Stick to basic array operations like append and iterate and lookup by index. There’s probably no reason to use anything other than that, and even if there is then you can implement it using those operations.

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Ok I got it to work now but not every word separated, it eliminates every other word in the order they appear.

let newStory = []; 
let count = 0;

const removeEveryOtherWord = betterWords.forEach(word => {
  if(!overusedWords.includes(word)) {
  } else {
    if(count % 2 != 0) {

What do you think about it?

Now I’ve got think how to do it for every word separately

don’t know what that means. it’s vague.

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array = [‘really’, ‘very’, ‘really’]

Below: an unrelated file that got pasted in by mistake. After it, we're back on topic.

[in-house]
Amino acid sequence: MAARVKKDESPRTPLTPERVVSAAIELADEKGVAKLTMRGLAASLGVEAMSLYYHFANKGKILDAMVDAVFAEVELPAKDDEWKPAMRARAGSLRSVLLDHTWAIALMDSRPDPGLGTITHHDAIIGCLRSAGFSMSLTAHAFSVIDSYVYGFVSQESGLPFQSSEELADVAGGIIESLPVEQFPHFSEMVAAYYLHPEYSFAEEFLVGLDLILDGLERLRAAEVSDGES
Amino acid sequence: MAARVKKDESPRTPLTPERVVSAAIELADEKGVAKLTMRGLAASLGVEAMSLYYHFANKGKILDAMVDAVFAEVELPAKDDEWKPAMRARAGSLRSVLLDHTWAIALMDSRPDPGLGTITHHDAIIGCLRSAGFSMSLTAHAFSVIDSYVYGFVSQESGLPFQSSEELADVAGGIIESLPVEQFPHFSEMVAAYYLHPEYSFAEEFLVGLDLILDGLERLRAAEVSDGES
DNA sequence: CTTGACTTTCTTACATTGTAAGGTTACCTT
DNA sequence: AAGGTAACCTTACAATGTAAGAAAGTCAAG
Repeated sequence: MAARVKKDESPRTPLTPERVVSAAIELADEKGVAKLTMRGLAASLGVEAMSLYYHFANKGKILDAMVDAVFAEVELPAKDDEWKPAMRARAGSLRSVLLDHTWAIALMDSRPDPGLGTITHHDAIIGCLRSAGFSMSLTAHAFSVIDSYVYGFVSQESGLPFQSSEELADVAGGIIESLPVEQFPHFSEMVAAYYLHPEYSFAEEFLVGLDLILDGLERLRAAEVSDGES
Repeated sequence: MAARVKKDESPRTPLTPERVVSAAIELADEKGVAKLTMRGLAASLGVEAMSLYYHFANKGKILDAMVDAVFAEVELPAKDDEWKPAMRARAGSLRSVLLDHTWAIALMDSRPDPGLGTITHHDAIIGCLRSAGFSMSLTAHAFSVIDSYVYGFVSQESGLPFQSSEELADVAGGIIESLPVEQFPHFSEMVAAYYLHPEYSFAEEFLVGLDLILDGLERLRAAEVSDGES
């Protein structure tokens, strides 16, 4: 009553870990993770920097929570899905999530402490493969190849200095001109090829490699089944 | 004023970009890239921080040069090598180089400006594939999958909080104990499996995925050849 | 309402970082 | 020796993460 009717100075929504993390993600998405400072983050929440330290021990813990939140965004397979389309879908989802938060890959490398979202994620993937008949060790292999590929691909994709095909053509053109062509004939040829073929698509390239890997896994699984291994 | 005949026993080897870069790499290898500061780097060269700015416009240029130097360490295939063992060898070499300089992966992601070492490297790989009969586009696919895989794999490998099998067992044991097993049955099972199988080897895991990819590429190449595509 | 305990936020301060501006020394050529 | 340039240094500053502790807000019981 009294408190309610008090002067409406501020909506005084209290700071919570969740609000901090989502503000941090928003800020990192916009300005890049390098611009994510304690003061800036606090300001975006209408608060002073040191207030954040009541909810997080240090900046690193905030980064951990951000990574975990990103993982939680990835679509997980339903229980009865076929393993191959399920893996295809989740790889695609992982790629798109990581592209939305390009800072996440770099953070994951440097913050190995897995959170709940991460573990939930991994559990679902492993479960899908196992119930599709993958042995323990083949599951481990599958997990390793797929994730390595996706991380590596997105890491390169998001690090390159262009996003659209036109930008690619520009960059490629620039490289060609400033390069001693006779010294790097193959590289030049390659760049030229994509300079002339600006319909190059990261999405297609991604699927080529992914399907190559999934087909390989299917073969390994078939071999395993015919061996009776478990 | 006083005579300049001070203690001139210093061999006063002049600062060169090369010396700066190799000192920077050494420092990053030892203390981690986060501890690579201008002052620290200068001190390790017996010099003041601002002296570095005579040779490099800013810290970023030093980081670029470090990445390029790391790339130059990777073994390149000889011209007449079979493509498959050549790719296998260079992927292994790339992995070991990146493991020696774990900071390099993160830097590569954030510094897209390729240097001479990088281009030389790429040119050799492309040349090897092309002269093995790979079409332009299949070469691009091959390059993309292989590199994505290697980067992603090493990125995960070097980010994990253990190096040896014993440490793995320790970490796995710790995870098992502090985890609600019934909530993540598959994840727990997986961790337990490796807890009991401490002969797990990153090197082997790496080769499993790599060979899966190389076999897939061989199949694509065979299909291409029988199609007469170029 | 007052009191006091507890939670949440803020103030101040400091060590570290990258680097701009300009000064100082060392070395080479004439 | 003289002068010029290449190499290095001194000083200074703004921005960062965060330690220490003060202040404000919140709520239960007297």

outcome with the function I’ve made= [‘really’, ‘really’]

desired outcome = [‘really’, ‘very’]

Hope it makes more sense now, i want my function to return somethign like the desired outcome array…

I could probably come up with six different ways to obtain that result, that still doesn’t say what you mean should happen, you’re missing specifics to narrow it down to a single possible thing.

here’s a valid implementation of your specification:

function (xs) {
  return [xs[0], xs[1]]

Oh you want to remove every other of EACH overused word, independently from all other words.

Then you’d keep one counter for each word, no?